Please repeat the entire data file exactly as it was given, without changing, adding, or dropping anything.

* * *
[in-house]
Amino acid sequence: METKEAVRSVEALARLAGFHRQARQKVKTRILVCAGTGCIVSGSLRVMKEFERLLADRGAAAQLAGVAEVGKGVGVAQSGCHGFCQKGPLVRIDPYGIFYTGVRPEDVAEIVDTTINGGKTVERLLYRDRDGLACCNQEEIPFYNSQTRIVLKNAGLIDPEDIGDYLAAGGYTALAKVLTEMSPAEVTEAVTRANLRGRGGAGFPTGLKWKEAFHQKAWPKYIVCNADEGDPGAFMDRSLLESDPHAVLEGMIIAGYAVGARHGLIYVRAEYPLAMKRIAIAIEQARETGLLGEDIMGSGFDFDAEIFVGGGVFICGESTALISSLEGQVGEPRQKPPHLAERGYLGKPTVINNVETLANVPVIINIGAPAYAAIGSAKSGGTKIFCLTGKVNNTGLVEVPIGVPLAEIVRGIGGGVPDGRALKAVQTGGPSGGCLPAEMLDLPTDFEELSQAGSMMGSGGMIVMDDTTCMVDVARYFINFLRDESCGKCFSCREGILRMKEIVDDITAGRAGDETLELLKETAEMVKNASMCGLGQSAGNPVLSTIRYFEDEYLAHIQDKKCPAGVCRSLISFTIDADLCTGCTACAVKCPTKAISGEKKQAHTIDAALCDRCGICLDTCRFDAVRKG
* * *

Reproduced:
[in-house]
Amino acid sequence: METKEAVRSVEALARLAGFHRQARQKVKTRILVCAGTGCIVSGSLRVMKEFERLLADRGAAAQLAGVAEVGKGVGVAQSGCHGFCQKGPLVRIDPYGIFYTGVRPEDVAEIVDTTINGGKTVERLLYRDRDGLACCNQEEIPFYNSQTRIVLKNAGLIDPEDIGDYLAAGGYTALAKVLTEMSPAEVTEAVTRANLRGRGGAGFPTGLKWKEAFHQKAWPKYIVCNADEGDPGAFMDRSLLESDPHAVLEGMIIAGYAVGARHGLIYVRAEYPLAMKRIAIAIEQARETGLLGEDIMGSGFDFDAEIFVGGGVFICGESTALISSLEGQVGEPRQKPPHLAERGYLGKPTVINNVETLANVPVIINIGAPAYAAIGSAKSGGTKIFCLTGKVNNTGLVEVPIGVPLAEIVRGIGGGVPDGRALKAVQTGGPSGGCLPAEMLDLPTDFEELSQAGSMMGSGGMIVMDDTTCMVDVARYFINFLRDESCGKCFSCREGILRMKEIVDDITAGRAGDETLELLKETAEMVKNASMCGLGQSAGNPVLSTIRYFEDEYLAHIQDKKCPAGVCRSLISFTIDADLCTGCTACAVKCPTKAISGEKKQAHTIDAALCDRCGICLDTCRFDAVRKG